Europe has no Gas and on its Knees Again in Front of Russia and the United StatesEnergy | September 27, 2021, Monday // 12:29| views
The energy crisis is becoming global, Bloomberg predicts today. Countries are increasingly relying on natural gas for efforts to stop burning more coal and switch to cleaner energy sources. Countries are bidding to stockpile blue fuel, and exporters like Russia are restricting exports. The situation will worsen when temperatures drop, the agency predicts.
The crisis in Europe portends trouble for the rest of the planet. Governments warn of supply disruptions and closures.
Stocks in European repositories are at historically low levels at this time of year, and flows from Russia and Norway are limited, Bloomberg notes. At the same time, the production of wind turbines is declining due to the calm weather. Europe's aging nuclear power plants are gradually being shut down, further increasing gas demand. No wonder European gas prices have jumped nearly 500 percent in the past 12 months and are close to record levels.
The increase is forcing some fertilizer producers in Europe to reduce production. Gas is the main raw material in it. This threatens agriculture, because the reduced supply of fertilizers leads to an increase in their prices and hence - in agricultural production and prices. Here, too, the problem could take on a global scale.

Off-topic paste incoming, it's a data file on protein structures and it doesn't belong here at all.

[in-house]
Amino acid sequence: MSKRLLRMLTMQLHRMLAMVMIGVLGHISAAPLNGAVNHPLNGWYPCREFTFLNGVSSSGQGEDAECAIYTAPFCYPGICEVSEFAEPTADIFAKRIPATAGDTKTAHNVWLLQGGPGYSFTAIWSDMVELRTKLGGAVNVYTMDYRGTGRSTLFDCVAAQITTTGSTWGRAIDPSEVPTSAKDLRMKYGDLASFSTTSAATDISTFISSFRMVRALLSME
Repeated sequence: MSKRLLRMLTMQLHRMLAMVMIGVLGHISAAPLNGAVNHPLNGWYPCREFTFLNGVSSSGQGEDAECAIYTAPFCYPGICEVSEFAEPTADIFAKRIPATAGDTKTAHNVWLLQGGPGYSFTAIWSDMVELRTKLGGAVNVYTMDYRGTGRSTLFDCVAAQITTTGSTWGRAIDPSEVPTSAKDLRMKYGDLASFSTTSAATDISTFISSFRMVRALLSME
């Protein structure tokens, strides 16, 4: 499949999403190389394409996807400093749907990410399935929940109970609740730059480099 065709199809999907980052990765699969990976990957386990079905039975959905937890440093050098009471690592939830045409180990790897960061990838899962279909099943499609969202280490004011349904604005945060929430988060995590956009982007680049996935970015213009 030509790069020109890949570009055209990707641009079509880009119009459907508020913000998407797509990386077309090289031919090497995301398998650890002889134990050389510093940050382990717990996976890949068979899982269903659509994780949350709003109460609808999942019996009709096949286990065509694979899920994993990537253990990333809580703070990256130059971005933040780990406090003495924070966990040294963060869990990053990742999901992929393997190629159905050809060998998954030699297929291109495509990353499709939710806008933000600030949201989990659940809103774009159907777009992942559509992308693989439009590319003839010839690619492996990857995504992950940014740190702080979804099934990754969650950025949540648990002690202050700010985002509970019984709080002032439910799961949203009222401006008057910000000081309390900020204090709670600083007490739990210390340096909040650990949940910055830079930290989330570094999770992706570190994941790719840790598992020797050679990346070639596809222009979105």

In addition, politicians and bankers will closely monitor weather forecasts, because it is too late to secure additional supplies, and inflation in energy and food prices may not be temporary and transient.
Natural gas produces twice as much carbon as coal, but in the absence of an alternative in cold winters, it could force governments to postpone their climate targets, especially in Asia, Bloomberg said. This is especially true in China, where power regimes have been introduced in several provinces to meet the energy efficiency and pollution reduction targets set by leader Xi Jinping. This trend could be exacerbated if the winter cold forces authorities to divert gas from the heating industry. China is the world's largest importer of natural gas. Although it has imported twice as much blue fuel this year as last year, it has not yet been able to replenish its reserves. The country is also struggling with coal shortages.
An energy regime in Chinese industry would undermine global supplies of steel and aluminum, which in turn would also lead to higher prices.
The facilities in Japan and South Korea are protected by long-term contracts for the supply of liquefied natural gas, and despite this, the Korean Electric Company announced a price increase earlier this month - for the first time in eight years.
A race is underway to secure supplies of liquefied natural gas to Asia, Europe, the Middle East and South America from Qatar, Trinidad and Tobago and the United States.
Meanwhile, the price of Brent North Sea oil today exceeded $ 79 for the first time on October 23, 2018.
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